AS/COA Online | Guatemala Update: Presidential Elections amid Political Turmoil

Guatemalans head to the polls to pick a new president on September 6, but someone else will already have taken the helm by then. Months of scandal and demonstrations culminated in President Otto Pérez Molina’s signing a resignation letter on September 2, a day after Guatemala’s Congress stripped him of immunity.

Protests calling for Pérez Molina to step down date back months, to when Vice President Roxana Baldetti resigned for her role in the customs fraud scandal known as La Línea. The president’s approval rating sank to a dismal 12 percent but he managed to stay just out of the scandal’s reach.

That all changed starting August 21, when new revelations tying Pérez Molina to La Línea emerged and the UN-backed International Commission against Impunity in Guatemala (CICIG) and attorney general took steps toward the president’s impeachment.

One by one the dominoes fell, as did the president.

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AS/COA Online | Pérez Molina Takes the Helm in Guatemala

For the first time since Guatemala’s return to democracy, an ex-general took the presidential helm on January 14. “Change has arrived,” said new President Otto Pérez Molina during his inauguration. He also acknowledged that he enters office at a time when the country faces “many problems and enormous challenges.” Pérez Molina of the Patriotic Party won a November runoff election with the promise of a mano dura—or iron fist—to fight criminality and rein in the country’s high murder rate. His inaugural speech urged Mexico, Central America, Colombia, and particularly the United States to step up cooperation in the fight against organized crime. Guatemala’s high poverty rate and economic concerns will be crucial issues for the administration as well. But, with over two-thirds of Guatemalans viewing violence as the country’s top problem, combating crime will be at the top of Pérez Molina’s agenda. How will he balance these challenges with his military past?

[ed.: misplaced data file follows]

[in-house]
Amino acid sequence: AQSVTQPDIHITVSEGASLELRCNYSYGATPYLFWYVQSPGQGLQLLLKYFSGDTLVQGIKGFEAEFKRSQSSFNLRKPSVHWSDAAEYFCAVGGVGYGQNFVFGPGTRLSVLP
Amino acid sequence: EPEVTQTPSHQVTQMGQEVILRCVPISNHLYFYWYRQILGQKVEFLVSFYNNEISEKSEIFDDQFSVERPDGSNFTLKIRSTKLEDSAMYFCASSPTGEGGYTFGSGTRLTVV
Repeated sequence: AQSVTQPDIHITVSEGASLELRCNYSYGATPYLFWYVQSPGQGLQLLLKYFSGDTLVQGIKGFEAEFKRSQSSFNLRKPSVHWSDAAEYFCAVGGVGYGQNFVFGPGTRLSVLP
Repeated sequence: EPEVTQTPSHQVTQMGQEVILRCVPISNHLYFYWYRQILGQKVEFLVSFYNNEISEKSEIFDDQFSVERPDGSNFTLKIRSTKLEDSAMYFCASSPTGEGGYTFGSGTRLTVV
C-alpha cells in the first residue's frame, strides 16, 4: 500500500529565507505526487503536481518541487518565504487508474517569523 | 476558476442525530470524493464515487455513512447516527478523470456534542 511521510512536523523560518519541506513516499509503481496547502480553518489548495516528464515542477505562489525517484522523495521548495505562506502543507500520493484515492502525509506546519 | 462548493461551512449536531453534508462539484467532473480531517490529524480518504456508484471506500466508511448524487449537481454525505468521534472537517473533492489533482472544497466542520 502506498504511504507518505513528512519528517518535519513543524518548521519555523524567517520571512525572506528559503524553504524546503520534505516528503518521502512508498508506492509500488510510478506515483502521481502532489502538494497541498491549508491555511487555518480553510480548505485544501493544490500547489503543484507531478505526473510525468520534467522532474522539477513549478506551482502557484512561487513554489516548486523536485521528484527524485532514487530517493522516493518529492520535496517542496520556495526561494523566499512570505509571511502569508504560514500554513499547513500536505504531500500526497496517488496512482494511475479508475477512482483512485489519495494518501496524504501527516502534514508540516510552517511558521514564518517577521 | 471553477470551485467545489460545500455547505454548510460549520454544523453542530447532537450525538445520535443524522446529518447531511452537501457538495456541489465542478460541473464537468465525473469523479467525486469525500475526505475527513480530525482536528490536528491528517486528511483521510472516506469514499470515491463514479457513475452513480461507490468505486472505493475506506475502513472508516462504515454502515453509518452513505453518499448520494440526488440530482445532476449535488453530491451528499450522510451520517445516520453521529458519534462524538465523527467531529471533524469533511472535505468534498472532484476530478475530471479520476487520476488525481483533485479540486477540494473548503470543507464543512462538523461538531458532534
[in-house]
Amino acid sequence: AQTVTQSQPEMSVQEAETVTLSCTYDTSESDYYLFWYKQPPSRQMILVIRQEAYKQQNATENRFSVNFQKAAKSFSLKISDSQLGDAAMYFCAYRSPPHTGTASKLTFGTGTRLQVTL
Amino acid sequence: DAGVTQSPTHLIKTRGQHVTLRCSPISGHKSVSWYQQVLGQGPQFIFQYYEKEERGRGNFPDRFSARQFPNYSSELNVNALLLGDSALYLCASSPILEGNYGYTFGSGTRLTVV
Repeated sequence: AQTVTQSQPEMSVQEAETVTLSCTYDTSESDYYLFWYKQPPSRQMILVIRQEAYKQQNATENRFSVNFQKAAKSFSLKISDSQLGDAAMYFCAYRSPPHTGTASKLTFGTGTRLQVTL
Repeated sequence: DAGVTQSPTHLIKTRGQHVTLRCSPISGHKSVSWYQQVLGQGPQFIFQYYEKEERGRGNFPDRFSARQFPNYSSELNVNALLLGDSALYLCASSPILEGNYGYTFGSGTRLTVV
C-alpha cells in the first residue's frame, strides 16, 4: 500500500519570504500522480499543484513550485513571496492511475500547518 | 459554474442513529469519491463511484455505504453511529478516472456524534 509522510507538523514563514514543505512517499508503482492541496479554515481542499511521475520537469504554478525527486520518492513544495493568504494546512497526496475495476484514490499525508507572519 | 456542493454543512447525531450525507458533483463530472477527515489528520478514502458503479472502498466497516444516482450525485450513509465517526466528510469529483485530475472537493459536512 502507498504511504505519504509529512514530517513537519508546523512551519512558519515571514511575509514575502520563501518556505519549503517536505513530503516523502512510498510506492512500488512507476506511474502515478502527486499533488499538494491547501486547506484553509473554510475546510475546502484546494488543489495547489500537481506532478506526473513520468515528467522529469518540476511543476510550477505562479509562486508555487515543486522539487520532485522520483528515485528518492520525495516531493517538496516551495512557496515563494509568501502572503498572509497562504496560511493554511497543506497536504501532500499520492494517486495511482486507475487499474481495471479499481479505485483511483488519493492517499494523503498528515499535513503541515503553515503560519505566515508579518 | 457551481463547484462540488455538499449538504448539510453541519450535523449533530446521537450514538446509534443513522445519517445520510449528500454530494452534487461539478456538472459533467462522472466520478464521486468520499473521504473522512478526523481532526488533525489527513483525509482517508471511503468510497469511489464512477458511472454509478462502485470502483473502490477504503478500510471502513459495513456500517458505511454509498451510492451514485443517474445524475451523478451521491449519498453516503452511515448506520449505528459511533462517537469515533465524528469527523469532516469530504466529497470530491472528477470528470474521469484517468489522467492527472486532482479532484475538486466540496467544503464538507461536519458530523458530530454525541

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AS/COA Online - Guatemala Readies for Vote after Troubled Campaign Cycle

He may not win in the first round, but Otto Pérez Molina polls well ahead of other contenders in the race for Guatemala’s presidency. As the Central American country prepares for a September 11 presidential and legislative vote, a poll published September 7 by Borge and Associates and Guatemalan daily El Periódico gives the Patriotic Party (PP) candidate 48.9 percent of voter intention—a 30 percent advantage over his top rival, Manuel Baldizón of the Renewed Democratic Freedom (Líder) party. The poll puts Pérez Molina short of the requisite 50 percent plus one vote needed to avoid a November 6 runoff. No candidate has won during the first-round vote since Guatemala implemented a two-round system in 1985, though nearly all Guatemala’s first-round winners have gone on to win runoffs. Still, observers see Pérez Molina’s expansive poll lead as stemming, in part, from the lack of a governing-party candidate and they lament that the electoral process has been marred by campaign-finance irregularities, as well as violence.

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